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I think my child is delayed. What next?

As parents, we are constantly analyzing our child's every move and comparing them to other children we see. Maybe your 2 year old son only says a couple of words. Maybe your 15 month old daughter does not walk independently yet. Maybe you Googled "normal development for an 18 month old" and your child is not yet doing the things listed. Where do you go from here? Thankfully, there are several ways of getting help!

Here is my action list:

1. Call your pediatrician.

Your pediatrician is an expert in normal child growth and development. They have seen the entire range of normal development, and will be able to give additional insight on whether to be concerned or not. Your pediatrician can also administer a developmental screening tool, which compares your child's skills to other children of the same age in a standardized manner. Your pediatrician may reassure you, or they may recommend further evaluation.

2. Call Early Intervention (EI) If your pediatrician is concerned about your child, they should recommend an EI evaluation. EI is a program that provides free services to children ages 0 to 3. These services generally consist of one or more of the following: physical therapy, occupational therapy, speech and language therapy, applied behavior analysis, special education itinerant teachers, and parent training. To qualify for services, your child must be evaluated by EI and be deemed to qualify. EI is run by each state's Department of Health, so the process and services differ state to state.

If your pediatrician reassures you, but you still have a nagging feeling that something is wrong, you can contact EI yourself to request an evaluation. I will discuss all things EI in an upcoming post.

3. See a developmental-behavioral pediatrician

It is important to take the next step and see a specialist in childhood development and behavior, even if your child qualifies for services through EI.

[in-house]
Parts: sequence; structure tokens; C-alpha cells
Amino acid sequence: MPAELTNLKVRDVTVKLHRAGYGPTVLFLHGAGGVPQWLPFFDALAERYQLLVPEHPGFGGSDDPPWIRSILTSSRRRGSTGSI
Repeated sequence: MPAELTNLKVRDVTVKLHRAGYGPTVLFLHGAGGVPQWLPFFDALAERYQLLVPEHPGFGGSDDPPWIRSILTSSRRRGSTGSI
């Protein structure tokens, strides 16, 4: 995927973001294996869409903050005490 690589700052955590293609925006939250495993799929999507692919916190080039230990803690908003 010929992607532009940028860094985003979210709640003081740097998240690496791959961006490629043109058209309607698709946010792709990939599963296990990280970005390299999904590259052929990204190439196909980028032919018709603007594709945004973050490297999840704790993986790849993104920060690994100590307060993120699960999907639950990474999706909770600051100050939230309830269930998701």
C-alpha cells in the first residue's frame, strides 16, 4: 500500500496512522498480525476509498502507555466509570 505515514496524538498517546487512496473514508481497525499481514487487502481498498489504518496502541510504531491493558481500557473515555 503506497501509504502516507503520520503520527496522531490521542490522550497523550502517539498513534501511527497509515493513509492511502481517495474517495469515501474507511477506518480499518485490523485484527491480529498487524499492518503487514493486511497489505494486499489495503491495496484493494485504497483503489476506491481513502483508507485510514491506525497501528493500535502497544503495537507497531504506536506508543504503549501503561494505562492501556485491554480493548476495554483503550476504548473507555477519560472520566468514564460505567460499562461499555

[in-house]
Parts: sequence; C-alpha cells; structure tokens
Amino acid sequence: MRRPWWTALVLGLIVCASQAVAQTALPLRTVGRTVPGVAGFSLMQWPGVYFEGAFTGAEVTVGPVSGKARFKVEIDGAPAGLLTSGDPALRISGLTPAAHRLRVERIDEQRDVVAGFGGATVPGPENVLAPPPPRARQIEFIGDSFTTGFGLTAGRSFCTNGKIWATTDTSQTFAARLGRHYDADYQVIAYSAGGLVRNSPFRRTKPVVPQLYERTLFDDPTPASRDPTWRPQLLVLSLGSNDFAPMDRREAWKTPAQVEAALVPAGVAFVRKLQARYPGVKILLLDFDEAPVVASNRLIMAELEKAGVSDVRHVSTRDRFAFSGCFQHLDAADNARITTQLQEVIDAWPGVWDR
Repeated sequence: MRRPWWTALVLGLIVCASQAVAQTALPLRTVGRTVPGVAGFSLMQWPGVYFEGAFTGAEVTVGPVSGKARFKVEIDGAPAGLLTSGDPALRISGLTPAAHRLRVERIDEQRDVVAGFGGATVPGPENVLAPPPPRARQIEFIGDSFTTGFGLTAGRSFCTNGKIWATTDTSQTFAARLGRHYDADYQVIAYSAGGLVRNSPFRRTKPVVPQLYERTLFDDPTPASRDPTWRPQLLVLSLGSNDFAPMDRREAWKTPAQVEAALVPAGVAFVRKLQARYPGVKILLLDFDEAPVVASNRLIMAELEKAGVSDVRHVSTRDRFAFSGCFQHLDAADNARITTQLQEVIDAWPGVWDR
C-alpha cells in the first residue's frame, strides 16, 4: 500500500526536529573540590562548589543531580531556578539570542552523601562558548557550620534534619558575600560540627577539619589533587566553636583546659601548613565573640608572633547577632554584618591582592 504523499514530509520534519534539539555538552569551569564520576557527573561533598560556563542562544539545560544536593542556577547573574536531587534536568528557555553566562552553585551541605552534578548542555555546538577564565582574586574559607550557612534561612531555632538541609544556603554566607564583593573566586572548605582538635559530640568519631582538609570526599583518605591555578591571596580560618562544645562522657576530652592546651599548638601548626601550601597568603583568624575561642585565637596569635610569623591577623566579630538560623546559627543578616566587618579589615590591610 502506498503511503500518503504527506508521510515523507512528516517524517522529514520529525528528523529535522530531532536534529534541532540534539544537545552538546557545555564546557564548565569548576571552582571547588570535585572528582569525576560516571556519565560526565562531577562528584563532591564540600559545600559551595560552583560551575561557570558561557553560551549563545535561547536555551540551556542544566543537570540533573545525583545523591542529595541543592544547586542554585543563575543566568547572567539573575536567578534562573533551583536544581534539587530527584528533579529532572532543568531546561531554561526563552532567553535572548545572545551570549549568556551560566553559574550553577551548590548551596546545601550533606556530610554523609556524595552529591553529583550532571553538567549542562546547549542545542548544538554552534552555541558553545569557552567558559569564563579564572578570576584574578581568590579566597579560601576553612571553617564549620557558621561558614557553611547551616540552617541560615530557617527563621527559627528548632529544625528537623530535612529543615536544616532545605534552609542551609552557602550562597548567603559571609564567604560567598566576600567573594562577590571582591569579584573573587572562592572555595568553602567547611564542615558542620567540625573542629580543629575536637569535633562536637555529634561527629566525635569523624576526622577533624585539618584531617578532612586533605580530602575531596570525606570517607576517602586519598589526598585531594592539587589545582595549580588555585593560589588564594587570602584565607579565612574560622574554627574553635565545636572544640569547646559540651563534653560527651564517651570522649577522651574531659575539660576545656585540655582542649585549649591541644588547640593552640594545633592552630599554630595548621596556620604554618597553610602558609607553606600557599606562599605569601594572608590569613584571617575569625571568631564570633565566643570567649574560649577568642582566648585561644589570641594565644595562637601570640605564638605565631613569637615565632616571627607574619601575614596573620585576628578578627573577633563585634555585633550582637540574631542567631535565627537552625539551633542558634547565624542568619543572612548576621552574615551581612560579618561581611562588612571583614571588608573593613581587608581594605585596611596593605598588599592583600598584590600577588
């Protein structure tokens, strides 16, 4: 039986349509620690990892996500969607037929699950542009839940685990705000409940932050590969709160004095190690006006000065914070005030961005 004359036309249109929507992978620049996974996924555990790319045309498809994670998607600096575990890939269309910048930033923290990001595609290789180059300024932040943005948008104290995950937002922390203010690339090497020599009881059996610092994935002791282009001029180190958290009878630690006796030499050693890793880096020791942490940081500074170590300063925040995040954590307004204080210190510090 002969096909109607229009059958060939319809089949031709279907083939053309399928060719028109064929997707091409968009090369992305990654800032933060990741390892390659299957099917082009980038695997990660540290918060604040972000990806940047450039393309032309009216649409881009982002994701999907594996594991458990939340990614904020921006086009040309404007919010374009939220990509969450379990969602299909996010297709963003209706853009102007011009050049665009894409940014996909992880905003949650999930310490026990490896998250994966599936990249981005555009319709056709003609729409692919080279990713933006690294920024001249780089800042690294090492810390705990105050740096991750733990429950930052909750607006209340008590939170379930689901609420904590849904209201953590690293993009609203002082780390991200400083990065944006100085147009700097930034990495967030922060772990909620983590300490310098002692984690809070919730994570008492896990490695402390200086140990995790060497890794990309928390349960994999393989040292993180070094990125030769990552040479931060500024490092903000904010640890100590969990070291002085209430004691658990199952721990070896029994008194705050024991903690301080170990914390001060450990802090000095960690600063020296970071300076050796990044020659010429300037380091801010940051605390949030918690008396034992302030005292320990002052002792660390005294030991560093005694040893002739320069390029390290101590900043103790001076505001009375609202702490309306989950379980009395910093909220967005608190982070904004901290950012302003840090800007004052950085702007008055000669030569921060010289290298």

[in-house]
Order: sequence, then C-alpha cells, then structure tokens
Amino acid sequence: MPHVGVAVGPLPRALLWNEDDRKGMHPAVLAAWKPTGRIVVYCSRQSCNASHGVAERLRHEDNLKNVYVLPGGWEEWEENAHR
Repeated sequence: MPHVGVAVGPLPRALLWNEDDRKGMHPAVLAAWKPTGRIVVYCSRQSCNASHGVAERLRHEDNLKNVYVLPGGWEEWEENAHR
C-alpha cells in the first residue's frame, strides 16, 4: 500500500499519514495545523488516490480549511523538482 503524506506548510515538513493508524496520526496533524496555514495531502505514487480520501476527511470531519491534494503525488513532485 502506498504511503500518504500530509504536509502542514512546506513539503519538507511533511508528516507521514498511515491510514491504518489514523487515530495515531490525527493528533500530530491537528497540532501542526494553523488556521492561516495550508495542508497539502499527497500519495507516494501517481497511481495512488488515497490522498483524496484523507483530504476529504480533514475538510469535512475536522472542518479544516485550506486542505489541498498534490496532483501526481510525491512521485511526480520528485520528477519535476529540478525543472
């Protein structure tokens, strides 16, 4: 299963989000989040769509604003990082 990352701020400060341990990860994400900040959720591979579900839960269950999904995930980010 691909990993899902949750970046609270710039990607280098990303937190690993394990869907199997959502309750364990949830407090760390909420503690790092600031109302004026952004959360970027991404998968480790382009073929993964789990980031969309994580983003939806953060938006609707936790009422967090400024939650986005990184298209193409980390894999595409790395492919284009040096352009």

Early Intervention will compare a child's skills in different areas to those of a typically developing child of the same age. If your child has significant delays, he or she will qualify for services to address those areas of weakness. EI will sometimes give diagnoses of autism spectrum disorder (ASD), but they do not give medical diagnoses. This is where a developmental-behavioral pediatrician comes in! A developmental-behavioral pediatrician will conduct a comprehensive evaluation of your child, taking into account their medical, developmental, and behavioral history and functioning, as well as a physical exam. The developmental-behavioral pediatrician will then conduct additional testing before coming up with a list of diagnoses and recommendations. There are often additional things a developmental-behavioral pediatrician will recommend that will help your child and your family. A developmental-behavioral pediatrician can also help diagnose genetic disorders that may be contributing to your child's delays.

Some children have mild delays and do not qualify for EI services. In this case, a developmental-behavioral pediatrician can recommend therapies paid for through insurance or privately to address the delays.

Developmental-behavioral pediatricians can also help advocate for your child to receive more or different services from EI if the current services are not adequate.

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